“Melbourne’s dams are holding almost 1200 gigalitres (currently 64.8 per cent full) and we are coming into the winter/spring filling season with wet catchments,” Mr Walsh said.
The government’s decision against buying water is a further blow to the finances and image of the desalination project.
The New South Wales Government has confirmed Sydney’s desalination plant will be shutting down at the end of the week, but has rejected suggestions the facility has been a waste of money.
The plant cost $2 billion to build and has completed a two-year proving period, but will lie idle from Sunday.
Finance Minister Greg Pearce says it could be around three years before the facility operates again.
“At the moment of course the dams are full, so it won’t go back on until they drop below 70 per cent, and then the desalination plant operates until they’re up to 80 per cent again,” Mr Pearce said.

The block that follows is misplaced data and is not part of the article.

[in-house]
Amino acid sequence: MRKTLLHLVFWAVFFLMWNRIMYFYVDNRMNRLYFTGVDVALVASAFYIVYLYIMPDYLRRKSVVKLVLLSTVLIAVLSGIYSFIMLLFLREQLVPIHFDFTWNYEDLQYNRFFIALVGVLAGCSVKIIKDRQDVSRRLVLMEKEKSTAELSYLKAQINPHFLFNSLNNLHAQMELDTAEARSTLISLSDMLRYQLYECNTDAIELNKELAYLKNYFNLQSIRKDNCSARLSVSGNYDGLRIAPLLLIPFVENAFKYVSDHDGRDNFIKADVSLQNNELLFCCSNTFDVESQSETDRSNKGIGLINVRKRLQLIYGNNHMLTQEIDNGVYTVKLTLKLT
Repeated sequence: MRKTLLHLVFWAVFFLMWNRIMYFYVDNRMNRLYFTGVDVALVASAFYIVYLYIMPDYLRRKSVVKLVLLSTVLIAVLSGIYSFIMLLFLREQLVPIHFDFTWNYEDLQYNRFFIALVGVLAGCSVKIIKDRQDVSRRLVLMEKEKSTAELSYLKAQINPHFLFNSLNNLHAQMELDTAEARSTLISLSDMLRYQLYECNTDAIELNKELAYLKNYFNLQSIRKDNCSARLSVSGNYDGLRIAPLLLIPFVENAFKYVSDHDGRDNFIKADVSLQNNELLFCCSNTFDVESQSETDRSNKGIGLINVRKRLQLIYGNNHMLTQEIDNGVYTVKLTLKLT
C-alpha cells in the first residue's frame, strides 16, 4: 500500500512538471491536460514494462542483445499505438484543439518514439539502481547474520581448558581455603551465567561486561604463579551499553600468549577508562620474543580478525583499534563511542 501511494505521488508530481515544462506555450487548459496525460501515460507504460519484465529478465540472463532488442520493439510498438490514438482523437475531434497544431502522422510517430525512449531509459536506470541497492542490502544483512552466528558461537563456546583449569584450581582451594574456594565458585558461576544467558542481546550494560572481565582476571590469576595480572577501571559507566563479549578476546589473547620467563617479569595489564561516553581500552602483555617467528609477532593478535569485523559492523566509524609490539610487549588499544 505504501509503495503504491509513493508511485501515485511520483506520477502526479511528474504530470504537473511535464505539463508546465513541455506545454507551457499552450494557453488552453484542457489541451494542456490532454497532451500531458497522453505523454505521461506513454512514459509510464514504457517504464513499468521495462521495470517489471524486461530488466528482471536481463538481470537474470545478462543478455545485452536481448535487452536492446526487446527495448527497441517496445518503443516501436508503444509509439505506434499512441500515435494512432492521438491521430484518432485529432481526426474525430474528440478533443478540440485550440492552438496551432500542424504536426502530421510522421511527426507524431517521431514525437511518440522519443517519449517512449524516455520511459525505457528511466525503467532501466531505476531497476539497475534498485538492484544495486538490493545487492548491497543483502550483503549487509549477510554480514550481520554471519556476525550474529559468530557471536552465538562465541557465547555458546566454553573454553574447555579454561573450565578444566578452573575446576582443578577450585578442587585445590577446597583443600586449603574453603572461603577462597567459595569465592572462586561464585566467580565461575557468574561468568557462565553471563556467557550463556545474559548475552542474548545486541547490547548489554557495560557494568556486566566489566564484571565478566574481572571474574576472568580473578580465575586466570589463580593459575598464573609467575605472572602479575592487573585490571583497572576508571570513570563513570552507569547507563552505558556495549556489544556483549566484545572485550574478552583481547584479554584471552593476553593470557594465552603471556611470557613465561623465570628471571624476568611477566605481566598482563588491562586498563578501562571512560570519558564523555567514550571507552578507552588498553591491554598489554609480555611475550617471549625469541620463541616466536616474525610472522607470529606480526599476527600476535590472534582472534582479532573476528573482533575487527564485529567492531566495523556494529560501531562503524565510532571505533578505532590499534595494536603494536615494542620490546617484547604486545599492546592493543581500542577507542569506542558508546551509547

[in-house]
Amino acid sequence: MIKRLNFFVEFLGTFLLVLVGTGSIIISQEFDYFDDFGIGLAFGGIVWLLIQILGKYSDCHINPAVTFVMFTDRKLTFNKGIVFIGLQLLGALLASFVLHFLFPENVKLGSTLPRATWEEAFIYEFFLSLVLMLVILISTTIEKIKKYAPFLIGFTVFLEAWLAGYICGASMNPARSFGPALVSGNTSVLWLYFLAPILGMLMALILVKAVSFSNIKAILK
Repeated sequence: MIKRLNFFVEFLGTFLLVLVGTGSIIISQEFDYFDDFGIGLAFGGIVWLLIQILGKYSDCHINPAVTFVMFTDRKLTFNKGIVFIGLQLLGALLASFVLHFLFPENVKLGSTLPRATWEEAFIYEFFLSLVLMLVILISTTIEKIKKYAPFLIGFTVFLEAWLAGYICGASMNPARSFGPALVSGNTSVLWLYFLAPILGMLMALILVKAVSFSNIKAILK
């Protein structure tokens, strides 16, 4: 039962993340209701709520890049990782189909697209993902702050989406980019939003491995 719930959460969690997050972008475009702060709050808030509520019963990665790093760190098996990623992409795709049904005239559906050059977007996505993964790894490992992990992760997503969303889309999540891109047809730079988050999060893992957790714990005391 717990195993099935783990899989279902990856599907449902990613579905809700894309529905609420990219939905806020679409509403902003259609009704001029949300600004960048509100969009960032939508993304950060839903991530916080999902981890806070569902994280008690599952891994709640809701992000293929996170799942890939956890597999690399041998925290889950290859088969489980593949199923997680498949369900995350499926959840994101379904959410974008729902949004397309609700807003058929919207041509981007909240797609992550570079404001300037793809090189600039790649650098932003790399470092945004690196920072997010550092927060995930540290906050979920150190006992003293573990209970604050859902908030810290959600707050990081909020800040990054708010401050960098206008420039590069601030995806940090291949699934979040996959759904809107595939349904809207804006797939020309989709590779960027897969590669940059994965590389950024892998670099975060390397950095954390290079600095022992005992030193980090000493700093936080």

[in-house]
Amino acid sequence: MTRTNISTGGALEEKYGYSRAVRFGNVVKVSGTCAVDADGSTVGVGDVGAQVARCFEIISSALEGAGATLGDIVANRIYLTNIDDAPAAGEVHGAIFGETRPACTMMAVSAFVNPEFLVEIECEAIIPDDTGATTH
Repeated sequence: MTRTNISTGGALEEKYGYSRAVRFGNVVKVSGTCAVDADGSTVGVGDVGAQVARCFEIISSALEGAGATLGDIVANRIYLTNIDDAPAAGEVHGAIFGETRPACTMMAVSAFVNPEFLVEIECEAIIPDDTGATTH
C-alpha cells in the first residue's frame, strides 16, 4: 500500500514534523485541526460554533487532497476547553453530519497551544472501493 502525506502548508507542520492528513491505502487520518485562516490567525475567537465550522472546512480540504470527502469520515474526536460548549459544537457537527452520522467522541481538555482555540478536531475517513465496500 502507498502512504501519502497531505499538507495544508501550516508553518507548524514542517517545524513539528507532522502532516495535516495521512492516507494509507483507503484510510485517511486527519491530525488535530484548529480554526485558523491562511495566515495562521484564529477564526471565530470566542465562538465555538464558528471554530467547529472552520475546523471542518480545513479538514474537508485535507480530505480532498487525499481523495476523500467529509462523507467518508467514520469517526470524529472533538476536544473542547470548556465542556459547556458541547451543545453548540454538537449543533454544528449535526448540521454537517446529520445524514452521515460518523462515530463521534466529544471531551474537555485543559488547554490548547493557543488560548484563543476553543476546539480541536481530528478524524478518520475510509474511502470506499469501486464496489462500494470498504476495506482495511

“The fact that the desal plant will be turned off from the first of July will save Sydney Water customers $50 million a year, but we’ll still have the security if we ever or when we eventually need to turn the desalination plant back on again.
“We’re still paying $16 million a month and that pays the actual cost of building the desalination plant and the associated pipeline.”
Greens MP John Kaye says the desalination plant is a massive white elephant.
“The desalination plant is a terribly expensive way of meeting population growth and completely unnecessary,” Dr Kaye said.